AMSJ » Excavator safety | Excavators are not rock breakers

Excavator safety | Excavators are not rock breakers

excavator safety boom failure can be catastrophic
The DMIRS is warning mines regarding failure of boom components when a change of use occurs

The WA DMIRS has issued a warning to mines in a Mine Safety Bulletin regarding the use of excavators as rock breakers following a high potential incident in June 2018. The catastrophic failure of booms can occur for a variety of reasons and the regulator is reminding the industry of the significant risk potential associated with booms and the subsequent procedures to be implemented for reducing risks from these events.

The department said in their latest bulletin that in June 2018, a potentially serious incident involving a 45-tonne excavator fitted with a hydraulic hammer occurred at a mine site. The machine was being used to break rocks on a stockpile pad when one of the boom supports failed suddenly and catastrophically, causing the boom to slide off its support pin and break through the side window of the operator’s cab.

Metal mesh installed on the side window of the cab to protect the glass from rock damage prevented the foot of the boom from crashing further into the cab space. The operator escaped with minor cuts from the broken glass.

Summary of hazard – Booms can fail!

Excavator booms can fail suddenly and catastrophically in numerous ways. Although such events are rare, the consequences can be serious. The operator cab on an excavator is not designed to protect the operator from broken boom components hitting or crushing the cab. Typical protective devices such as rock mesh fitted to cab windows and ROPS/FOPS certified cabs are designed to protect the operator from other hazards. Although such devices may reduce the consequences of a catastrophic boom failure, they should not be relied upon for this purpose because they are not designed for this purpose.

What are the contributory factors of excavator boom failure?

Using an excavator as a rock breaker for prolonged periods acts as ‘design change’ or ‘change in use.’ Original Equipment Manufacturer (OEM) manuals may not provide adequate instruction for the use of the excavator with a rock breaker tool if it is used for a prolonged period.

Although it is accepted practice in the industry to use excavators with rock breaker tools, doing so for prolonged periods may affect the life of components due to increased cyclic loading, shock loads and vibration.

Operator practices, such as using the rock breaker attachment for raking and sweeping, may contribute to abnormal loading of the excavator boom that may affect the life of components. Repairing fatigue cracks using unapproved methods and/or unqualified repairers may not be fully effective, thereby increasing the risk of sudden catastrophic failure of boom components.

Inadequate cleaning of the excavator prior to maintenance may contribute to fatigue cracks remaining undetected, increasing the risk of sudden catastrophic failure of boom components.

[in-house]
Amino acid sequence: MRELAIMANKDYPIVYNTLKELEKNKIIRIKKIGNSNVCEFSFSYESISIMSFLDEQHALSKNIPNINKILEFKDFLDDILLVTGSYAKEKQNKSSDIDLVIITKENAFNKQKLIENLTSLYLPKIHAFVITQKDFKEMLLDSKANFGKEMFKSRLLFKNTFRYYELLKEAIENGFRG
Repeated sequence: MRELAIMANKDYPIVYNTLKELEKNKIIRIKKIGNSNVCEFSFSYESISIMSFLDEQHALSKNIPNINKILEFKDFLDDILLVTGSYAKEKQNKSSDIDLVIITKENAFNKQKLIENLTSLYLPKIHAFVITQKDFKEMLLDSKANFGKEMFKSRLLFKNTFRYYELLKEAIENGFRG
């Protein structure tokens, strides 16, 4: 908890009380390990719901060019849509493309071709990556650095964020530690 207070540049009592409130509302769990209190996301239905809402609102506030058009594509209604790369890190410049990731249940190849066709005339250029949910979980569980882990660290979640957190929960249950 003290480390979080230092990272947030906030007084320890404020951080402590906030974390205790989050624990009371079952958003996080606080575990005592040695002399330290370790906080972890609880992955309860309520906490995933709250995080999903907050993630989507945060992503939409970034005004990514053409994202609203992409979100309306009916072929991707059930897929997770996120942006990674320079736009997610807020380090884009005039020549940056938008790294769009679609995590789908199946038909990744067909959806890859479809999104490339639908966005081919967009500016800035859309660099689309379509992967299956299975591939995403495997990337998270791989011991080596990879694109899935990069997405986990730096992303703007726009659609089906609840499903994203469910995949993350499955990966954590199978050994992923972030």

Actions required by mining sites to improve excavator safety

When considering the prolonged use of an excavator with a rock breaker tool, to control the risk of sudden catastrophic failure of booms, arms and other ancillary components:

  • ensure the specific rock breaker tool to be fitted is approved for use by the OEM on the particular excavator model
  • any significant ‘design change’ or ‘change in use’ that is not adequately addressed in the existing OEM manuals or other OEM guidance materials, requires an appropriate risk assessment by a competent person(s)
  • consult the OEM and implement any recommended changes to their routine scheduled maintenance and inspection requirements and with regard to procedures for inspecting, assessing and repairing fatigue-related cracks in components of the boom
  • when crack defects are detected, the assessment and recommendation of repair methodology requires specialist knowledge and should only be undertaken by competent persons and in accordance with OEM recommendations
  • ensure excavators are adequately cleaned prior to maintenance so that visual, or other forms of inspection, will be effective in finding defects
  • when inspecting for cracks, give particular attention to existing welds where fatigue cracking is likely to initiate (e.g. any sharp fillet weld toes or other weld related defects)
  • provide adequate training and assessment of operators regarding the safe and correct use of the excavator with a rock breaker tool.

Consult the OEM for advice on competency requirements inspect the current condition and maintenance history of secondhand, hired and itinerant equipment before use. Further information Business


Queensland, Mines Safety Alert No. 282 Catastrophic Structural Failure of Excavator Boom (20 January 2012)

Image DMIRS L. Inboard boom ear failure. R. Damaged rock mesh and the broken window.

Read more Mining Safety News

Add Comment

Click here to post a comment

AMSJ April 2022